Constraining the Evolution of the Proton Distribution Function in the Heliotail

E. J. Zirnstein, R. Kumar, J. Heerikhuisen, D. J. McComas, A. Galli

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13 Scopus citations


We use Interstellar Boundary Explorer (IBEX) measurements of energetic neutral atoms (ENAs) to constrain the proton (mostly pickup ion, PUI) distribution in the heliotail. In our previous study, we solved the Parker transport equation and found that the velocity diffusion coefficient D(v) for PUIs is approximately D(v) ∼ 1.1 × 10-8 km2 s-3 (v/v 0)1.3, assuming the initial proton distribution processed by the termination shock (TS), f p,0, is a kappa distribution with kappa index κ p,0 = 1.63. In this study, we test different forms for f p,0. We find that if f p,0 is kappa-distributed and D(v) = D 0(v/v 0)1.3, any kappa index in the range 1.5 < κ p,0 < 10 is consistent with IBEX data if D 0 ∼ 0.8-1.3 × 10-8 km2 s-3. While the case where D(v) ∝ v 1.3 yields ENA fluxes that appear to best reproduce IBEX data for any κ p,0, it is possible for D(v) to scale close to ∼v 2/3 or ∼v 2 within our uncertainties by changing D 0. We also show that an upstream PUI filled-shell distribution that is heated by a quasi-stationary TS, generating a downstream filled-shell with large cutoff speed, yields an excess of ENAs >2 keV compared to IBEX. However, using a fully kinetic particle-in-cell simulation to process a PUI filled-shell across the TS yields ENA spectra consistent with IBEX, reinforcing the significance of self-consistent, preferential PUI heating and diffusion at the TS. Interestingly, an upstream PUI distribution inferred from the particle-in-cell simulation to reproduce Voyager 2 observations of the nose-ward TS is inconsistent with IBEX observations from the heliotail, suggesting differences in the upstream PUI distribution or TS properties.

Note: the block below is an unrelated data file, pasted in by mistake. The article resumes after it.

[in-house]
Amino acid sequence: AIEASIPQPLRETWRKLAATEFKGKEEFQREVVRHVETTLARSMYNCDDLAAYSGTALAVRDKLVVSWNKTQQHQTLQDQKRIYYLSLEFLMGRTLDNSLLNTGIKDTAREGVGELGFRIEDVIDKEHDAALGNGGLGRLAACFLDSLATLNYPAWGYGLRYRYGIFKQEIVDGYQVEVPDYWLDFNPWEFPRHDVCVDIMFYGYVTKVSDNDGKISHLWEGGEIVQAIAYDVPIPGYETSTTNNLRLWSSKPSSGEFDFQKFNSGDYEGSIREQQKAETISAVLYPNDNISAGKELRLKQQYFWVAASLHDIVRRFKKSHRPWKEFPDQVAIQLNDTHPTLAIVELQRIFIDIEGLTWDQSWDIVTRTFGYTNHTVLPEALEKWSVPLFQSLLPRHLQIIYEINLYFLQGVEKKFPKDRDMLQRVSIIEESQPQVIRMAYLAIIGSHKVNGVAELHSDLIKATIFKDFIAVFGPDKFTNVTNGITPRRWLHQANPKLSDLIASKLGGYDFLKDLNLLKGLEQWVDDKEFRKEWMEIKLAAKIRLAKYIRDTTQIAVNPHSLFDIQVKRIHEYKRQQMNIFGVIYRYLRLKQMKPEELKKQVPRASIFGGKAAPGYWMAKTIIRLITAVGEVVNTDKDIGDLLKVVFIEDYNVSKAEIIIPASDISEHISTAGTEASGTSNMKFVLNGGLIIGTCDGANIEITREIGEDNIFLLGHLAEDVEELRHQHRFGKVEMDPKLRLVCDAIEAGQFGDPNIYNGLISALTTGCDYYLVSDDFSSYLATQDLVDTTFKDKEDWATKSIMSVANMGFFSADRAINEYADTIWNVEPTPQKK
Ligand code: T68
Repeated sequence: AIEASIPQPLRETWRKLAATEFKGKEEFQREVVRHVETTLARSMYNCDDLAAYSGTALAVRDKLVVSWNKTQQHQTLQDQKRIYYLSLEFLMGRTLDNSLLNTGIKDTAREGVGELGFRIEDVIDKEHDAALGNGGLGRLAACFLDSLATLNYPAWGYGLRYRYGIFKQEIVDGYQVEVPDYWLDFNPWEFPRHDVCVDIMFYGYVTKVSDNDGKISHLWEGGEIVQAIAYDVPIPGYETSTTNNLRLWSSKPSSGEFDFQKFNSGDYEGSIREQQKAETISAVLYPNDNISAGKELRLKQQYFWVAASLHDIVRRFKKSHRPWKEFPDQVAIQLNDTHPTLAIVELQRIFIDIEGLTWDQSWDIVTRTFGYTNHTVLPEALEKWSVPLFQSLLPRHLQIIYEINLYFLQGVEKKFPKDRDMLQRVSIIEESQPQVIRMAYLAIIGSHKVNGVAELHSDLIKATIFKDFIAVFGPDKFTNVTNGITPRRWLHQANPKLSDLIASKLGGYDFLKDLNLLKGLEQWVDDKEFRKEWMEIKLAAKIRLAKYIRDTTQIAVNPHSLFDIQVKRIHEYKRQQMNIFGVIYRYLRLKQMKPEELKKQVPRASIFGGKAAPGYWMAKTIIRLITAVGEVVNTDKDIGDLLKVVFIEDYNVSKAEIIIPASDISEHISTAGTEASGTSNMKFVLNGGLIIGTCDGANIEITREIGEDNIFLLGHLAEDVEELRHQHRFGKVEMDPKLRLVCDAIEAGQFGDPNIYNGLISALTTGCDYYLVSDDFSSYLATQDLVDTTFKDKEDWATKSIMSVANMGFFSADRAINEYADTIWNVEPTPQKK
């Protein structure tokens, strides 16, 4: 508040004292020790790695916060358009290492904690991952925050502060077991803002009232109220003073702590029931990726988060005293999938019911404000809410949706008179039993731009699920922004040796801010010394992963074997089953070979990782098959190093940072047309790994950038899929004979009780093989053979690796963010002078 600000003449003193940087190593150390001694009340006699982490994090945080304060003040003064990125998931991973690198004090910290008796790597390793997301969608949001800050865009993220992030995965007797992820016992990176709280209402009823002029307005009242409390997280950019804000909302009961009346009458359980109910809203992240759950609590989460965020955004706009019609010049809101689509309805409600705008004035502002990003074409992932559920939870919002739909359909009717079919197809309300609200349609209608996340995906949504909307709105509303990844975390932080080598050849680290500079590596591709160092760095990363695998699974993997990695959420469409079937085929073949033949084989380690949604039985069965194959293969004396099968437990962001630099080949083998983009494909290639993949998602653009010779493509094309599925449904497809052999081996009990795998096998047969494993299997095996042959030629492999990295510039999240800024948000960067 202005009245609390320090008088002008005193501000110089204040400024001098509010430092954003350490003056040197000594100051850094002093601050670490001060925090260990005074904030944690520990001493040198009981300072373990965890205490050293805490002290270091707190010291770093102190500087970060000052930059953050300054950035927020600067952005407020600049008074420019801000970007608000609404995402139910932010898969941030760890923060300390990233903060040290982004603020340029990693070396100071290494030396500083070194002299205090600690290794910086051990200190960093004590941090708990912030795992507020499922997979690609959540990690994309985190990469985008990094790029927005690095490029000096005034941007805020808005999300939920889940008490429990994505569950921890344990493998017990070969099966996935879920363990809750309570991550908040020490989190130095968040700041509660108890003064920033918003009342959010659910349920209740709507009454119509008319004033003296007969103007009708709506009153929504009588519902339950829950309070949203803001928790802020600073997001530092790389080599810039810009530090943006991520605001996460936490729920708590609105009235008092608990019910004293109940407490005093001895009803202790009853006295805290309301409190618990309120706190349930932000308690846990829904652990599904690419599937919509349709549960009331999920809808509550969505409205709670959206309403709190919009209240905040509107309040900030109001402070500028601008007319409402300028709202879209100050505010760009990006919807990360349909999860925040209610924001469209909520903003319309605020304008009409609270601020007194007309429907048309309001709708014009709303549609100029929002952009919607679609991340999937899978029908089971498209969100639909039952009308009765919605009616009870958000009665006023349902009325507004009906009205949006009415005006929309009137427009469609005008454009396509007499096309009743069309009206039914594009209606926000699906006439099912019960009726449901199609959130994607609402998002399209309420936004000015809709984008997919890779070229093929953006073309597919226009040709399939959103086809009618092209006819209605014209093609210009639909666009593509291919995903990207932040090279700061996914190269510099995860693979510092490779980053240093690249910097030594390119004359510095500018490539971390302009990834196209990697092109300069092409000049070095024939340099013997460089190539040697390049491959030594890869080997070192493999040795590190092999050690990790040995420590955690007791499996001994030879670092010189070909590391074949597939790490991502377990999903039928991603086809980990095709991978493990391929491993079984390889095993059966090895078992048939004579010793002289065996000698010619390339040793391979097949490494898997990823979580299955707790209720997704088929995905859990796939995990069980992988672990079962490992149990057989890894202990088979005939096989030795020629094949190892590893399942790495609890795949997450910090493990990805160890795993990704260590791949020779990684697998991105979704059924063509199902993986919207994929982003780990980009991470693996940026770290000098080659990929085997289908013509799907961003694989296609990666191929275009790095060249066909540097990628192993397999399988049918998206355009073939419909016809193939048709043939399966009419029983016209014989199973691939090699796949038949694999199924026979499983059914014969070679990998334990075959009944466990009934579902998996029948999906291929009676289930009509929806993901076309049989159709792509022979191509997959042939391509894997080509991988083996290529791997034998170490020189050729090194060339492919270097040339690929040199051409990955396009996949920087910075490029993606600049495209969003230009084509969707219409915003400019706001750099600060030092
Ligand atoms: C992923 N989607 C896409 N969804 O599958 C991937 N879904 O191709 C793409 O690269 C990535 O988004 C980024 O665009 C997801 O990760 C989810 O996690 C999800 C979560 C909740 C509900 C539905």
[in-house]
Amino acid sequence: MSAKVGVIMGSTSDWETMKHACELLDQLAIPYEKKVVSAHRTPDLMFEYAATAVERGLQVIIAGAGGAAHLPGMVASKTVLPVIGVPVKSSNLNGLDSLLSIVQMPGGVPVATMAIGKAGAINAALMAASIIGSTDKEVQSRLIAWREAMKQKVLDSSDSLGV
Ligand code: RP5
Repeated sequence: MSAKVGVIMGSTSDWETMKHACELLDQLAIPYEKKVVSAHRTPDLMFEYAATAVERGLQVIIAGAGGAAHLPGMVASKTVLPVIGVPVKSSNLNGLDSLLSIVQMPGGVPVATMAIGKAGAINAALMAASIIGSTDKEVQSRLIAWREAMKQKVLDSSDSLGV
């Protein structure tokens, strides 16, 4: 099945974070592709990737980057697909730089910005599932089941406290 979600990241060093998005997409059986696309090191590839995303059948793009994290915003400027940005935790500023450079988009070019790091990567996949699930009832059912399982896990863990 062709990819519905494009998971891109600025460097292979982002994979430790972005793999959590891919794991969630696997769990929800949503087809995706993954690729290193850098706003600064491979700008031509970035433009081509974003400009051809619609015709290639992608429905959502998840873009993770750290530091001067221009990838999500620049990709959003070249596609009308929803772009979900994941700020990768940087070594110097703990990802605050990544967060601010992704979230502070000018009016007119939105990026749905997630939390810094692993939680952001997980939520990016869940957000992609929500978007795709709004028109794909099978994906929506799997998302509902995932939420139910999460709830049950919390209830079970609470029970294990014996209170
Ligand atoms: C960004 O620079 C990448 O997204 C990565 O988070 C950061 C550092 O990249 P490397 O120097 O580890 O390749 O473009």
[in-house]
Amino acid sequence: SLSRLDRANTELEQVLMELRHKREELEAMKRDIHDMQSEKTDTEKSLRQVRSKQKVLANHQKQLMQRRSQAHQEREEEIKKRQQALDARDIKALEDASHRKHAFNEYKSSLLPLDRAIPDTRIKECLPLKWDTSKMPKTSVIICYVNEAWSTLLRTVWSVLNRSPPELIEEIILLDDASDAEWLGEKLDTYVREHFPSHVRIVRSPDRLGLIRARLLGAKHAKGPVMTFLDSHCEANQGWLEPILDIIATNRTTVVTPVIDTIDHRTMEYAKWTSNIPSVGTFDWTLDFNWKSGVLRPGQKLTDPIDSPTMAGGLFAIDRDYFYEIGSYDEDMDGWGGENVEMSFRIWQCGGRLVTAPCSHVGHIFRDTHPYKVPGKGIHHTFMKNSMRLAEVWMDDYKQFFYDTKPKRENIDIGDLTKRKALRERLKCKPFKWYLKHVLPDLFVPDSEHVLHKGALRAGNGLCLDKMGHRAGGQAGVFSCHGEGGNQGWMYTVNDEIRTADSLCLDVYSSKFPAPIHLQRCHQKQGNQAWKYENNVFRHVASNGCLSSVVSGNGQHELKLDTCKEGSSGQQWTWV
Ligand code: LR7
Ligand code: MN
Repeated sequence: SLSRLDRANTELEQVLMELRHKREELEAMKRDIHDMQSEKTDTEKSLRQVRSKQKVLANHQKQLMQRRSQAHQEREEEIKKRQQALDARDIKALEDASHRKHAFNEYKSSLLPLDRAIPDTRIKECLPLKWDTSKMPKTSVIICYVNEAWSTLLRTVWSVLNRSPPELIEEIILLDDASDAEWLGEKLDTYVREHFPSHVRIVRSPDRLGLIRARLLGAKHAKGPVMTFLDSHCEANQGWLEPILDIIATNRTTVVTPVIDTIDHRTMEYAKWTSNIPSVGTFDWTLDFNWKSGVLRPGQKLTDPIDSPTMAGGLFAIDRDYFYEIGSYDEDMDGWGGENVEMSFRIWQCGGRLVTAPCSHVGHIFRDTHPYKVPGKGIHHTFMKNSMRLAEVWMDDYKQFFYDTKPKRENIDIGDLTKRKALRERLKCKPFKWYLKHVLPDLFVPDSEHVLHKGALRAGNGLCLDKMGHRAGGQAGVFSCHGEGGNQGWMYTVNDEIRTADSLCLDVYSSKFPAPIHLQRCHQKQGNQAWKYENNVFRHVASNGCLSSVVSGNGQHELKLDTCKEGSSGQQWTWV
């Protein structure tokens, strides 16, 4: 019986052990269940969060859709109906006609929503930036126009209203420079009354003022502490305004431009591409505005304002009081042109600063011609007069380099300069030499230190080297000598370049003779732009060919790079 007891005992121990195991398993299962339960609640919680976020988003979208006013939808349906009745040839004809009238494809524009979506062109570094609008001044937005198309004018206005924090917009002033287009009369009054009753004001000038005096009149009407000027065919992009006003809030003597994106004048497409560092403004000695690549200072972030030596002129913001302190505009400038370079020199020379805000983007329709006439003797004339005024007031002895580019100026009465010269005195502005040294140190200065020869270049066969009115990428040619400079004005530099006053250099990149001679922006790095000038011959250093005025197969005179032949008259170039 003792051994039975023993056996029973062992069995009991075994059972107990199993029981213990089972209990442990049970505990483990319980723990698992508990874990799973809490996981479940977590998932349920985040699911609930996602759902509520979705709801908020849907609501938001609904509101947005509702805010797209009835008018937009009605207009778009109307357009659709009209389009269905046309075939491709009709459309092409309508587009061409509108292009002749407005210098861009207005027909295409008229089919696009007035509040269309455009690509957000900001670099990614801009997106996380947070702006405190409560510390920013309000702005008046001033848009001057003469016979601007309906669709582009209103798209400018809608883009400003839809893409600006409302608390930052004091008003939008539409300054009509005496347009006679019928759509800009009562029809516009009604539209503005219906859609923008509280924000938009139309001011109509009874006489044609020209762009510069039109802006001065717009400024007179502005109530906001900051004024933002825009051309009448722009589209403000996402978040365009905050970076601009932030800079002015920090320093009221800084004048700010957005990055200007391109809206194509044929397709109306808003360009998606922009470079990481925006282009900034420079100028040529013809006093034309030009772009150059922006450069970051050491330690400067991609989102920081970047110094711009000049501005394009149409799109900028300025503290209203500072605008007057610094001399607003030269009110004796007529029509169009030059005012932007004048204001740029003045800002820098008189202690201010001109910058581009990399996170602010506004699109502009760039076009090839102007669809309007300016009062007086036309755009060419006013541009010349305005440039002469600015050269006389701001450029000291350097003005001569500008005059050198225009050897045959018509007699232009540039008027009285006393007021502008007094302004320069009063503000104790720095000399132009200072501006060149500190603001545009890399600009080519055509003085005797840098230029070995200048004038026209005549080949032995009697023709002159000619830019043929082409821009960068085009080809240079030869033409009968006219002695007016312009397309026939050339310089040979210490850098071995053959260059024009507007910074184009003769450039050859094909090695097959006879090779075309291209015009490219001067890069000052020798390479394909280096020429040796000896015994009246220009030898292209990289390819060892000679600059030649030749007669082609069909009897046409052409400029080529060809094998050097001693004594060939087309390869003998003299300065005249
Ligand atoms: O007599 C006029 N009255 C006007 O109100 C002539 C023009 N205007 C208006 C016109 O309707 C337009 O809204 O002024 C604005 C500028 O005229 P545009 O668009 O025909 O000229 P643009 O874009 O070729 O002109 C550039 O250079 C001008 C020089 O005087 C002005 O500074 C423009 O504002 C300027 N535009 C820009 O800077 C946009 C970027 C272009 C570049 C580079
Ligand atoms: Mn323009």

Original languageEnglish (US)
Article number150
JournalAstrophysical Journal
Issue number2
StatePublished - Oct 1 2018

All Science Journal Classification (ASJC) codes

  • Astronomy and Astrophysics
  • Space and Planetary Science


  • ISM: atoms
  • Sun: heliosphere
  • acceleration of particles
  • magnetohydrodynamics (MHD)
  • methods: numerical
  • solar wind


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